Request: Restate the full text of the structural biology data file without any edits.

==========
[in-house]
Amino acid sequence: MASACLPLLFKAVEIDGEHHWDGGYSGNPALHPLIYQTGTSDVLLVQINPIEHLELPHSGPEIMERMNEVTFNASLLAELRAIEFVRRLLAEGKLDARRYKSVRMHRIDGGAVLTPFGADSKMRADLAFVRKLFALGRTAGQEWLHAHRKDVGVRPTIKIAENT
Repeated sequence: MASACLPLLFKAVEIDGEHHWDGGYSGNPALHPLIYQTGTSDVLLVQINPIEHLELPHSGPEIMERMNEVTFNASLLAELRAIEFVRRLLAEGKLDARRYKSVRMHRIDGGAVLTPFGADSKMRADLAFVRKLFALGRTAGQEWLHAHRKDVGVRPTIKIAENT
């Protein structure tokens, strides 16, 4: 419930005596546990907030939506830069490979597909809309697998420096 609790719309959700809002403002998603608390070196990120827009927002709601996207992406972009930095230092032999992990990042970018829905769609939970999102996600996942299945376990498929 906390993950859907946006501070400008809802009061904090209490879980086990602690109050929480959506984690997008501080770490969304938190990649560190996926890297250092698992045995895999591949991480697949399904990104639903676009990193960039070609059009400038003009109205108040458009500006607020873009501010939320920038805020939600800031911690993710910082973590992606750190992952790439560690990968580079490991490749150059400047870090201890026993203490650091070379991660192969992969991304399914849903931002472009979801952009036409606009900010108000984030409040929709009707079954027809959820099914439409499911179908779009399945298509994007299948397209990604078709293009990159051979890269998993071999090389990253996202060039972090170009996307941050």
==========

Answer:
[in-house]
Amino acid sequence: MASACLPLLFKAVEIDGEHHWDGGYSGNPALHPLIYQTGTSDVLLVQINPIEHLELPHSGPEIMERMNEVTFNASLLAELRAIEFVRRLLAEGKLDARRYKSVRMHRIDGGAVLTPFGADSKMRADLAFVRKLFALGRTAGQEWLHAHRKDVGVRPTIKIAENT
Repeated sequence: MASACLPLLFKAVEIDGEHHWDGGYSGNPALHPLIYQTGTSDVLLVQINPIEHLELPHSGPEIMERMNEVTFNASLLAELRAIEFVRRLLAEGKLDARRYKSVRMHRIDGGAVLTPFGADSKMRADLAFVRKLFALGRTAGQEWLHAHRKDVGVRPTIKIAENT
């Protein structure tokens, strides 16, 4: 419930005596546990907030939506830069490979597909809309697998420096 609790719309959700809002403002998603608390070196990120827009927002709601996207992406972009930095230092032999992990990042970018829905769609939970999102996600996942299945376990498929 906390993950859907946006501070400008809802009061904090209490879980086990602690109050929480959506984690997008501080770490969304938190990649560190996926890297250092698992045995895999591949991480697949399904990104639903676009990193960039070609059009400038003009109205108040458009500006607020873009501010939320920038805020939600800031911690993710910082973590992606750190992952790439560690990968580079490991490749150059400047870090201890026993203490650091070379991660192969992969991304399914849903931002472009979801952009036409606009900010108000984030409040929709009707079954027809959820099914439409499911179908779009399945298509994007299948397209990604078709293009990159051979890269998993071999090389990253996202060039972090170009996307941050």